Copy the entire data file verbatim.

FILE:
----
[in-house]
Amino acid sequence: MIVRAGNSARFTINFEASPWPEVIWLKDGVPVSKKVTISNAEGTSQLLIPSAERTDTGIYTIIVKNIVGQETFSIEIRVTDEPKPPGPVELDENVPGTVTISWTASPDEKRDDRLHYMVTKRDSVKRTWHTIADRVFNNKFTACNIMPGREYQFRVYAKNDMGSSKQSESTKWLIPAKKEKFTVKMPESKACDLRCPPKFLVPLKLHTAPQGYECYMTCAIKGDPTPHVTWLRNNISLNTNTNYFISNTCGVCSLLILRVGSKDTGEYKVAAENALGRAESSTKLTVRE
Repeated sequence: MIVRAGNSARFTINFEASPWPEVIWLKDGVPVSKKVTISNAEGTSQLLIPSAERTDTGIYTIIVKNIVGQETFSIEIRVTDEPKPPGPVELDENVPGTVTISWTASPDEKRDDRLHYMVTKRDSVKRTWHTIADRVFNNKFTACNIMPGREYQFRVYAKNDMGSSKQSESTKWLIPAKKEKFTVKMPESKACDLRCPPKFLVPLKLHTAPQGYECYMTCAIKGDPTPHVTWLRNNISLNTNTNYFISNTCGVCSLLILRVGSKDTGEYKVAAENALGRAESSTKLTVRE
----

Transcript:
[in-house]
Amino acid sequence: MIVRAGNSARFTINFEASPWPEVIWLKDGVPVSKKVTISNAEGTSQLLIPSAERTDTGIYTIIVKNIVGQETFSIEIRVTDEPKPPGPVELDENVPGTVTISWTASPDEKRDDRLHYMVTKRDSVKRTWHTIADRVFNNKFTACNIMPGREYQFRVYAKNDMGSSKQSESTKWLIPAKKEKFTVKMPESKACDLRCPPKFLVPLKLHTAPQGYECYMTCAIKGDPTPHVTWLRNNISLNTNTNYFISNTCGVCSLLILRVGSKDTGEYKVAAENALGRAESSTKLTVRE
Repeated sequence: MIVRAGNSARFTINFEASPWPEVIWLKDGVPVSKKVTISNAEGTSQLLIPSAERTDTGIYTIIVKNIVGQETFSIEIRVTDEPKPPGPVELDENVPGTVTISWTASPDEKRDDRLHYMVTKRDSVKRTWHTIADRVFNNKFTACNIMPGREYQFRVYAKNDMGSSKQSESTKWLIPAKKEKFTVKMPESKACDLRCPPKFLVPLKLHTAPQGYECYMTCAIKGDPTPHVTWLRNNISLNTNTNYFISNTCGVCSLLILRVGSKDTGEYKVAAENALGRAESSTKLTVRE